The idea hatched by private equity firm Harbinger Capital Partners LP to launch a national wholesale Long Term Evolution (LTE) network in the US looks more like a plan now that the company has gained some additional financing, selected an equipment supplier, set coverage goals, and put an executive team in place. (See Harbinger Picks NSN for US LTE Plans.)
But the new venture, called LightSquared, has not yet secured all the financing that it will eventually need to meet its ambitious mobile broadband plan to cover 92 percent of the US population by 2015.
LightSquared has tapped Nokia Siemens Networks to supply the radio access and core networking equipment as well as deploy and operate the LTE network in a deal worth $7 billion to the vendor over eight years. (See NSN Lands $7B LTE Deal in US .)
The company said today that is has secured $1.75 billion in debt and equity financing to fund the LTE project. And the new financing adds to the $2.9 billion of assets that Harbinger has already contributed to LightSquared.
Frank Boulben, LightSquared's chief marketing officer, tells Light Reading Mobile that the company will need more financing to meet its network build out goal for 2015. He says that the company has no plans to pursue US government broadband stimulus funds, but in the next couple of years, it will look to raise more debt and equity financing.
"As we build out the network, we will start to generate revenue... Our contract with Nokia Siemens will be funded by the cash flow generated by the business," says Boulben. "In the coming two years we'll be raising additional debt and equity to meet that target. It will be easier to raise additional financing based on operational milestones."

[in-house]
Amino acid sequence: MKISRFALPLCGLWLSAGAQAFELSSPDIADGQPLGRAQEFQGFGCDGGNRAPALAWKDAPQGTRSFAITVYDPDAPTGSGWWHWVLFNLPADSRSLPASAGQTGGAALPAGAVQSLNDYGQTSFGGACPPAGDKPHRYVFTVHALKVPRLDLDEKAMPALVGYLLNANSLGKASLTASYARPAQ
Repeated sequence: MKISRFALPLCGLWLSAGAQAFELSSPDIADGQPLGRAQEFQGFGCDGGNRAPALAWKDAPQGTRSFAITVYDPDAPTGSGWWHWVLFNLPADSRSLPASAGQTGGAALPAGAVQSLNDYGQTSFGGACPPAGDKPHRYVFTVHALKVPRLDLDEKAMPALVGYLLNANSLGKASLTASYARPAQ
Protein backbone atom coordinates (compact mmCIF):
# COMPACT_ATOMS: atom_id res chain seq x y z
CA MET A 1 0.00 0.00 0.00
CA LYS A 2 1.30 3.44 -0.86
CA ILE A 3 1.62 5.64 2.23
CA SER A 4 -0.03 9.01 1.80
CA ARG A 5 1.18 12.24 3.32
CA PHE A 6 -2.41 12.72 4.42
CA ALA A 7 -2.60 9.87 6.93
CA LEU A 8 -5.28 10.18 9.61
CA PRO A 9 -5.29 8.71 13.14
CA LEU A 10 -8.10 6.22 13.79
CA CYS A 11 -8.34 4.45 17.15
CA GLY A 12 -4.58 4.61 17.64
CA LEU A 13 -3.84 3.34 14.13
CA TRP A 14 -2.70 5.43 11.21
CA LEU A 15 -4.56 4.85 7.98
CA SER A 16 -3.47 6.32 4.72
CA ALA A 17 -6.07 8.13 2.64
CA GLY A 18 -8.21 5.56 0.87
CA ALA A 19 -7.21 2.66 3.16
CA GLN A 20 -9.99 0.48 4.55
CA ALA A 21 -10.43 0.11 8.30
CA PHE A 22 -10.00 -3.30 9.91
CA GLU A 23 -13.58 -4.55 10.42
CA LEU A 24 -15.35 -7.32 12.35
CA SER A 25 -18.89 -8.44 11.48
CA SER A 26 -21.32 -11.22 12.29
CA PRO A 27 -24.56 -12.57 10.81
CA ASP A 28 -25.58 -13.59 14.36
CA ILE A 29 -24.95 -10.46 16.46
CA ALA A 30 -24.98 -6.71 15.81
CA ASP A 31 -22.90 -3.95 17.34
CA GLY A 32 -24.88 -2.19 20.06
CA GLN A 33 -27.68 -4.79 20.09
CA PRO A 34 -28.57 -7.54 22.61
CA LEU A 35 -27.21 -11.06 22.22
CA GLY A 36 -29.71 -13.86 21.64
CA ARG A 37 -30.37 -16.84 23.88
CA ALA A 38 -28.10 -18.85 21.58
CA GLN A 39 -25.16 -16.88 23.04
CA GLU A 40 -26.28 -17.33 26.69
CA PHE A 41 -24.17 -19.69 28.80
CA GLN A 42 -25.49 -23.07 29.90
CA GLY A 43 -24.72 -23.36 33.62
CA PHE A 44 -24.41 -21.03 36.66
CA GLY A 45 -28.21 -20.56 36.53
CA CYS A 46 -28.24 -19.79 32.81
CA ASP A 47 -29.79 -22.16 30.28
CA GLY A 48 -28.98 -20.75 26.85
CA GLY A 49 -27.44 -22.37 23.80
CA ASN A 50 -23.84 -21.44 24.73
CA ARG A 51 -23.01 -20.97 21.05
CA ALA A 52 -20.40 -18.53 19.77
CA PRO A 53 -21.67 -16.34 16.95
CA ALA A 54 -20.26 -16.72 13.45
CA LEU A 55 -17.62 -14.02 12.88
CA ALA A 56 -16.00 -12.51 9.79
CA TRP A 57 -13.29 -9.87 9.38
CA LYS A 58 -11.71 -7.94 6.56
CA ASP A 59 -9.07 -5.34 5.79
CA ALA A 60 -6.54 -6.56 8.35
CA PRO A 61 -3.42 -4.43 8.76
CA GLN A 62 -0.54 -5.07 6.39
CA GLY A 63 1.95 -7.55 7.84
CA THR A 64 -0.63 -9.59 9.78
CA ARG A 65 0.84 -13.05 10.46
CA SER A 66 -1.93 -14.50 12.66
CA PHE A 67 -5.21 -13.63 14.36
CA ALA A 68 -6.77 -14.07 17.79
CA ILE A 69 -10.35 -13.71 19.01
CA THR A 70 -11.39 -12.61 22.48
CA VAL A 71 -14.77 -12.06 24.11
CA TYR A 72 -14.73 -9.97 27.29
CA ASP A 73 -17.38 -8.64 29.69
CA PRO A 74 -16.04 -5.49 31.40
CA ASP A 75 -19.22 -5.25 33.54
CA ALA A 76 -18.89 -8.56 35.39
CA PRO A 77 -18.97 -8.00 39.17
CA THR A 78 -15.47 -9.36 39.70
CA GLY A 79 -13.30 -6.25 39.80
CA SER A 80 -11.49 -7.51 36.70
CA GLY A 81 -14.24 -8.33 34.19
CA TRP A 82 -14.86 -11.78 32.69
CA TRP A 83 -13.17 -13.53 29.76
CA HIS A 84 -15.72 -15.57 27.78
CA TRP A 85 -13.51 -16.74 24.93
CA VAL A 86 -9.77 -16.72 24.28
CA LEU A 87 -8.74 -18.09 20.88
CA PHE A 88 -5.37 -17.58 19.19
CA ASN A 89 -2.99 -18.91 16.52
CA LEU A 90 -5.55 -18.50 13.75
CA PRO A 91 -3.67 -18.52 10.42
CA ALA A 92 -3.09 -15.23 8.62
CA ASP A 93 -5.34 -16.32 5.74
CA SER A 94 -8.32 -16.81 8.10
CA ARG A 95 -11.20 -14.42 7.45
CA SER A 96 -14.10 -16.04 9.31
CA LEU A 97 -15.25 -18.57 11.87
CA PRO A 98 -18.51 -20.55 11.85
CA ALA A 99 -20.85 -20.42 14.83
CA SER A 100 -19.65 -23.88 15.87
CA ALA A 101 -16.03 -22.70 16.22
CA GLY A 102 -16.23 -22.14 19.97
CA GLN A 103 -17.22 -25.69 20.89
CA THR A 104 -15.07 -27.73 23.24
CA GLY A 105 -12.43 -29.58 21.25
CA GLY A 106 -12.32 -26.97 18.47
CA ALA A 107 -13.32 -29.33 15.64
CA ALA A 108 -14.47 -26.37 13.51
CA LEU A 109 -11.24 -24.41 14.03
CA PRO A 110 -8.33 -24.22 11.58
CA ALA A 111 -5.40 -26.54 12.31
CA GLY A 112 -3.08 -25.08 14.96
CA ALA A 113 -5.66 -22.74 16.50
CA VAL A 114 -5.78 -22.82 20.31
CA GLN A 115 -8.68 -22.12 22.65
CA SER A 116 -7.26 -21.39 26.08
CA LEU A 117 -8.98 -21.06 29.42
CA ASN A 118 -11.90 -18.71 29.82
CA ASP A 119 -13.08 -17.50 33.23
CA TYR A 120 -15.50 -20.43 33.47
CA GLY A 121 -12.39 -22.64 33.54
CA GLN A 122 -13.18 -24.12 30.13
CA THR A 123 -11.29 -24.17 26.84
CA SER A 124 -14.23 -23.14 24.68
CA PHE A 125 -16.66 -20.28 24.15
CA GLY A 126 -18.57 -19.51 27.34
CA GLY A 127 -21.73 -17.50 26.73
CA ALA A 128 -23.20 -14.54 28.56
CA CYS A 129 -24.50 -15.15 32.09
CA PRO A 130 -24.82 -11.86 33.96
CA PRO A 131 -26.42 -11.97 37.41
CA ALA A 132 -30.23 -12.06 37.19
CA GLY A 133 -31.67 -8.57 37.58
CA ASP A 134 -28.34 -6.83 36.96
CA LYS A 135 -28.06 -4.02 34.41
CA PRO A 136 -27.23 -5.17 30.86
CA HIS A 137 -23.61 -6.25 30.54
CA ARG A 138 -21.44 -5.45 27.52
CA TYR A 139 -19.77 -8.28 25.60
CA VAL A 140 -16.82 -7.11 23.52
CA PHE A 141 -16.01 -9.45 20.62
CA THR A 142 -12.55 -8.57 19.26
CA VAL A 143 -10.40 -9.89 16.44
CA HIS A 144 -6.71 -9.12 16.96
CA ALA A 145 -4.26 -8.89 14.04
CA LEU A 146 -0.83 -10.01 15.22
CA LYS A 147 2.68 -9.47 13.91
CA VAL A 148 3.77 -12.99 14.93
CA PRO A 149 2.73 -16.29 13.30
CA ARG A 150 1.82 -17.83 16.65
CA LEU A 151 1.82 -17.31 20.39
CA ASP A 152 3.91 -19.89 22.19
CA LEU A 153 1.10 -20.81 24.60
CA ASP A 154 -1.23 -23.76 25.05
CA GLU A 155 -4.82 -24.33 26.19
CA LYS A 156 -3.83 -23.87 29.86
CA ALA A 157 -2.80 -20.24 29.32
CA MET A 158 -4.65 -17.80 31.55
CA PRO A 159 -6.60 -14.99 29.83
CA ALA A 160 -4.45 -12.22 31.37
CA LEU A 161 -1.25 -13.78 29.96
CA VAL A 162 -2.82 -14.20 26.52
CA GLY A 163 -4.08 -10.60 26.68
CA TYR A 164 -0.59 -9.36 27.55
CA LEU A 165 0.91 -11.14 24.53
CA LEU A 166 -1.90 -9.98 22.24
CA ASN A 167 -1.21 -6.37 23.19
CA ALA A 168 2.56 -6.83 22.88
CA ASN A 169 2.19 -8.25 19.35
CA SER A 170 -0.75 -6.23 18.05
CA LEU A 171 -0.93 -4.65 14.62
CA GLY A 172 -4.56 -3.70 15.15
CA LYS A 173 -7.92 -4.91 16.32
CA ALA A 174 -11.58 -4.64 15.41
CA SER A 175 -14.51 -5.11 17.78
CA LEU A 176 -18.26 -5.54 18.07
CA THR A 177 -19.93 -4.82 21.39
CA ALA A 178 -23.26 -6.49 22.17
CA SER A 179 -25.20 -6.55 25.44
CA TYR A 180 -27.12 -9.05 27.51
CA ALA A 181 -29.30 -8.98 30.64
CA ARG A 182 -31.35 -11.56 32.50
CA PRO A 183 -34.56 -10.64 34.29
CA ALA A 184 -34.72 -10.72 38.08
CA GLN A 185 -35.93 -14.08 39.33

LightSquared's plan is to build out 40,000 base stations to cover 92 percent of the US population with an LTE network by 2015 and sell capacity on that network on a wholesale basis to other fixed or mobile service providers, retailers, device manufacturers, and content providers. The company also has to meet coverage requirements set by the Federal Communications Commission (FCC) that are attached to the spectrum that it uses: that is, LightSquared needs to cover 100 million people by the end of 2012; 145 million by the end of 2013; and 250 million by the end of 2015.
LightSquared has 59MHz of spectrum that is mostly in the 1.6GHz band, or "L-band," according to Boulben. The L-band can be used for satellite or terrestrial wireless networks.
Boulben explains that the company's relationship with Nokia Siemens will enable it to "exceed" the FCC's coverage milestones and roll out the network more quickly than expected. "Nokia Siemens has the workforce already on the ground in the US to deploy our network," he says.
What about devices?
Because LightSquared's network will be a combination of satellite and terrestrial LTE, it will need new dual-mode devices to run on it. The satellite portion of the network is intended to be a complement to the terrestrial LTE network and it will support voice and some low-bandwidth data like text messages and emails without attachments, says Boulben.
The company will announce in the fall a "series of partnerships" with mobile device chipset manufacturers, which will integrate both the satellite protocol used and LTE support at 1.6GHz in their silicon for the LTE devices, according to Boulben.
"The devices will look exactly the same as regular mainstream devices," he says.
LightSquared will launch trial LTE networks in the first half of next year in Denver, Phoenix, Las Vegas, and Baltimore. And the commercial launch is planned for the second half of 2011.
â€” Michelle Donegan, European Editor, Light Reading Mobile